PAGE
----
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Penticton fire department marine rescues up significantly, with summer only half over

FILE PHOTO- Penticton's new rescue craft displayed at a media conference on Skaha Lake earlier this year. The department had no sooner acquired the boats when calls for marine rescue began to rise.
July 28, 2017 - 11:32 AM

PENTICTON - The timing for the purchase of new water rescue craft by the Penticton Fire Department couldn’t have been more fortuitous.

Penticton Fire Chief Larry Watkinson says the department has already surpassed average annual call volumes for marine rescue by the department - and we haven't yet gotten to the August long weekend.

The department has answered 17 calls for marine rescue so far this year, compared to an average call volume of 15 for the entire year.

Two of those rescue calls came this week alone.

The department purchased two jet ski rescue craft last August, which are docked at Skaha Marine for the season.

More recently, following fundraising efforts last winter, a $200,000 rescue boat was launched on Okanagan Lake, replacing an aging and inadequate zodiac.

It is docked for the season at Penticton Marina.

In both cases, having the craft ready and waiting on the water has resulted in a significant reduction in response time for the department because they no longer need to launch a boat for every rescue.

Whether the increase in calls has something to do with weather and water levels this year, or the fact more people are now aware the department has enhanced rescue capabilities, Watkinson can’t say.

“I don’t think there’s anything specific - I don’t think it has anything to do with lake levels, but the channel is still deep. I don’t think people realize how fast the water’s moving, and the volume of water that’s going through,” he says, noting several of those marine rescue calls have been channel rescues.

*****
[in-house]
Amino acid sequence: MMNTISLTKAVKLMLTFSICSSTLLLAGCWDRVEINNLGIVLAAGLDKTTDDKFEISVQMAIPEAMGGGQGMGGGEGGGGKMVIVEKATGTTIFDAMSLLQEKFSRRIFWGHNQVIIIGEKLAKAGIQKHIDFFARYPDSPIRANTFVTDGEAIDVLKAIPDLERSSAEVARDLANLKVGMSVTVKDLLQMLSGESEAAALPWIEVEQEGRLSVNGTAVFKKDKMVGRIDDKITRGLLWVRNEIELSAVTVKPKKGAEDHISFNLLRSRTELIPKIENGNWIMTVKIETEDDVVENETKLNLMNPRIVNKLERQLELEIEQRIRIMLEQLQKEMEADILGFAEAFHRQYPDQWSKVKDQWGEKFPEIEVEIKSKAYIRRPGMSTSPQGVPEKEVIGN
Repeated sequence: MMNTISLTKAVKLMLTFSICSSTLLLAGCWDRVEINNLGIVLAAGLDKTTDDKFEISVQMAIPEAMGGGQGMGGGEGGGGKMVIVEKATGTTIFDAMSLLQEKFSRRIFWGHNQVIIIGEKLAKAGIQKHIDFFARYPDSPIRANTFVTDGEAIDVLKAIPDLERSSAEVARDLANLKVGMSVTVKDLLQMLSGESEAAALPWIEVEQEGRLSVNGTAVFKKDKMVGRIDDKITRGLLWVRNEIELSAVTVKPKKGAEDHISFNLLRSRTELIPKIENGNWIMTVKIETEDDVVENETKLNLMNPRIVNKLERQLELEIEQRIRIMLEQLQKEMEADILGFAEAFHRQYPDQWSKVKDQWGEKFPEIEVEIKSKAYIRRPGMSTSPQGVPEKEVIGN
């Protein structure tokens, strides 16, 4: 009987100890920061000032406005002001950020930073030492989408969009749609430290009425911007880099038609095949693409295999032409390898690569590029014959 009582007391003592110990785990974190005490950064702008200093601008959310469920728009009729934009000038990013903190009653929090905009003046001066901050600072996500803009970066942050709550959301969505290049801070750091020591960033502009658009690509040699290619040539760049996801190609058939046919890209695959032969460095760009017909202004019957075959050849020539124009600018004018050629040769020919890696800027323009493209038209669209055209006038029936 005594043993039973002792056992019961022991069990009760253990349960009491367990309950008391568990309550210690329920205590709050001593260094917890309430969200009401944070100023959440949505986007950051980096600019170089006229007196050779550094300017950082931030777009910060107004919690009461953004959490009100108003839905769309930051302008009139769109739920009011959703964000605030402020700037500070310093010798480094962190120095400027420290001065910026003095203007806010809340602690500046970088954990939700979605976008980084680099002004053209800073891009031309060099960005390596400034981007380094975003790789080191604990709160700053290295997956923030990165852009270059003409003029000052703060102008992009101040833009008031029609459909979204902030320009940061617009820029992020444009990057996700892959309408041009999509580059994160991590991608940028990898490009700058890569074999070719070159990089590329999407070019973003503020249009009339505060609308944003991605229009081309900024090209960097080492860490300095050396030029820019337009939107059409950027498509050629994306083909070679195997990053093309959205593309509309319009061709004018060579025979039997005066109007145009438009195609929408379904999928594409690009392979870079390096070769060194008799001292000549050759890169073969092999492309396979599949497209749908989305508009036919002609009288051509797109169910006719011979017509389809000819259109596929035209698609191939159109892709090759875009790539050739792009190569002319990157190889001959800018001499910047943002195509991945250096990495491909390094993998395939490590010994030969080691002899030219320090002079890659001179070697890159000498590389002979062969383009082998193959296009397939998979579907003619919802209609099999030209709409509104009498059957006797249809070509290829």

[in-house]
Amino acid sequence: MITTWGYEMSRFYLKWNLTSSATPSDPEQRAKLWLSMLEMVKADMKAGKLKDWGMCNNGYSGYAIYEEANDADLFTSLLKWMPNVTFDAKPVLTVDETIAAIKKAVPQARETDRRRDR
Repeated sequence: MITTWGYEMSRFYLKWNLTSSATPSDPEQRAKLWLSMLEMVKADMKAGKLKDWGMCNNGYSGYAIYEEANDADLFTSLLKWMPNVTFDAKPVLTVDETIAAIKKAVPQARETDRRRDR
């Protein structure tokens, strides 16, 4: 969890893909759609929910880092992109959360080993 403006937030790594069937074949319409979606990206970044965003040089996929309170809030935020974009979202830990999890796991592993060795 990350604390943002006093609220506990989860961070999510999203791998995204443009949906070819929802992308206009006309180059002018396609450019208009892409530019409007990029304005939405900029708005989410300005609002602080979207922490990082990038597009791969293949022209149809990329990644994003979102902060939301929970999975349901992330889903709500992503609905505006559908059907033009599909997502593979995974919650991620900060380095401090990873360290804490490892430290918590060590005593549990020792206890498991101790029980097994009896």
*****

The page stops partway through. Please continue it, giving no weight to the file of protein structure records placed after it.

"I think it’s just a busy year for us. Maybe all the fundraising we did for the rescue boat and the publicity we’ve had over the new rescue craft, people are understanding we actually have a comprehensive system in place for water rescue. Maybe people are just more open minded and willing to call for help,” he says.

Watkinson has some words of advice for those venturing out on open water or the river channel.

"Let people know where you’re going, give them a timetable. Last night we answered a distress call and the person was just getting himself back to the beach, but nobody really knew the plan. Instead of frantically calling 911 to say you haven’t seen the party in a few hours, get a time frame from those going out on the water,” he says.

When using the channel, Watkinson says: "Don’t tie rafts together on the channel, that’s just a dangerous situation for any floater. Those bridge abutments will flip you upside down and pin you against your raft and the abutment, and that will drag you under water, life jacket or not."


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News from © InfoTel News Ltd, 2017
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